For young couples, violence can harm both sides - 21 News Now, More Local News for Youngstown, Ohio -

For young couples, violence can harm both sides

Updated:
© iStockphoto.com / Miodrag Gajic © iStockphoto.com / Miodrag Gajic

FRIDAY, March 7, 2014 (HealthDay News) -- Teens and young adults involved in relationship violence are more likely to suffer depression, a new study indicates.

The Bowling Green State University sociologists found that both males and females who committed or were victims of relationship violence had more symptoms of depression.

It's clear why such violence can harm the mental health of victims, the researchers said, but this study showed that it also has a damaging effect on those who commit the violence.

The study authors said people who commit relationship violence know they are viewed negatively.

The researchers also said the mental harm caused by relationship violence can damage young people's self-worth and self-confidence, making it more difficult for them to make a smooth transition into adulthood.

This means the impact of any kind of relationship violence among teens and young adults may be long term and interfere with things such as schooling, getting a good job, and starting and managing a family.

To come to this conclusion, the researchers analyzed data from young people who were first interviewed at ages 12 to 19, again one year later and then every two years after that. During the last interview, the participants were aged 17 to 24.

The study was published in the March issue of the Journal of Health and Social Behavior.

More information

The U.S. Centers for Disease Control and Prevention has more about teen dating violence.

Copyright © 2014 HealthDay. All rights reserved.

*DISCLAIMER*: The information contained in or provided through this site section is intended for general consumer understanding and education only and is not intended to be and is not a substitute for professional advice. Use of this site section and any information contained on or provided through this site section is at your own risk and any information contained on or provided through this site section is provided on an "as is" basis without any representations or warranties.
  • More From wfmj.comMore>>

  • US employers add 209K jobs, rate rises to 6.2 pct.

    US employers add 209K jobs, rate rises to 6.2 pct.

    Friday, August 1 2014 11:23 AM EDT2014-08-01 15:23:51 GMT
    U.S. employers extended this year's hiring surge into July by adding a solid 209,000 jobs. It was the sixth straight month of job growth above 200,000, evidence that businesses are shedding the caution that had...More >>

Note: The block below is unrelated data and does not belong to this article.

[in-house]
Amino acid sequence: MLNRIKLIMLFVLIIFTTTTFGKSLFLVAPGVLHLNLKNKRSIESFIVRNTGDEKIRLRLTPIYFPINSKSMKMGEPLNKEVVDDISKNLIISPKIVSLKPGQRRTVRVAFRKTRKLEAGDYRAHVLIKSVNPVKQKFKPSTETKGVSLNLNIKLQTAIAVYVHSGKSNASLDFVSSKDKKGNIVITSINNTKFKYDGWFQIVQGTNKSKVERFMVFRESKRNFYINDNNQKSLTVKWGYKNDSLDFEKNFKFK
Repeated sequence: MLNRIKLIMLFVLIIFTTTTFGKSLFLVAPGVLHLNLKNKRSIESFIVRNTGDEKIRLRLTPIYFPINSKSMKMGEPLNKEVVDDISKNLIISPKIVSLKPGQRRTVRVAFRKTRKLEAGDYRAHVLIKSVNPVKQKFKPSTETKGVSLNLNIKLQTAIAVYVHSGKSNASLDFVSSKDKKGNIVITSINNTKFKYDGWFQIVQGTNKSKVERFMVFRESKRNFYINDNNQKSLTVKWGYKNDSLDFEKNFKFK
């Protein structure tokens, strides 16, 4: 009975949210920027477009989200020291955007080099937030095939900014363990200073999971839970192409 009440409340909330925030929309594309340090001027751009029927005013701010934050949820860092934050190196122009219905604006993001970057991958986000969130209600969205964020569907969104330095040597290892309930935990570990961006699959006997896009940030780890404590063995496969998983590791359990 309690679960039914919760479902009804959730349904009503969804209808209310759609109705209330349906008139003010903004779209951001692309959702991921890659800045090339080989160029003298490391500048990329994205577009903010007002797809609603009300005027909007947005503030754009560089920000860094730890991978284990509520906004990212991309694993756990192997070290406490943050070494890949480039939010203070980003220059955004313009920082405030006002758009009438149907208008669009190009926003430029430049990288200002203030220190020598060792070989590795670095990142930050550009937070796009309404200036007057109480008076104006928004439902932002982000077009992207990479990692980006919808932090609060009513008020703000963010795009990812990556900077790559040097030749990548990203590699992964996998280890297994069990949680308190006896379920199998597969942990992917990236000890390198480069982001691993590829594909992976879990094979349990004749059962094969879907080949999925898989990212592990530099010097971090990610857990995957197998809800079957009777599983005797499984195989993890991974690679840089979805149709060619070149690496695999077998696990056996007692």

U.S. employers extended their solid hiring into July by adding 209,000 jobs. It was the sixth straight month of job growth above 200,000, evidence that businesses are gradually shedding the caution that had marked the...More >>
  • GM boosted June sales with discounts to dealers

    GM boosted June sales with discounts to dealers

    Friday, August 1 2014 9:42 AM EDT2014-08-01 13:42:40 GMT
    By TOM KRISHER Associated Press Auto Writer As General Motors prepares to report monthly sales results on Friday, a look its numbers from June show just how intent the company is on keeping...More >>
    By TOM KRISHER Associated Press Auto Writer As General Motors tackles a safety crisis, a look its numbers from June show just how intent the company is on keeping new-car sales on the rise during a record...More >>
  • Group: homeless assaults should be hate crimes

    Group: homeless assaults should be hate crimes

    Friday, August 1 2014 9:23 AM EDT2014-08-01 13:23:08 GMT
    CINCINNATI (AP) - A southwest Ohio homeless advocacy group wants assaults on homeless people to be considered hate crimes under the law. The Greater Cincinnati Homeless Coalition says the designation of homeless people as a protected group would enhance penalties for offenders and help deter attacks. The Cincinnati Enquirer reports that homeless coalition executive director Josh Spring says the proposal comes on the heels of the beating of a homeless man last weekend. Spring said one of the t...More >>
    CINCINNATI (AP) - A southwest Ohio homeless advocacy group wants assaults on homeless people to be considered hate crimes under the law. The Greater Cincinnati Homeless Coalition says the designation of homeless people as a protected group would enhance penalties for offenders and help deter attacks. The Cincinnati Enquirer reports that homeless coalition executive director Josh Spring says the proposal comes on the heels of the beating of a homeless man last weekend. Spring said one of the t...More >>
Powered by WorldNow
All content © Copyright 2000 - 2014 Worldnow and WFMJ. All Rights Reserved. For more information on this site, please read our Privacy Policy and Terms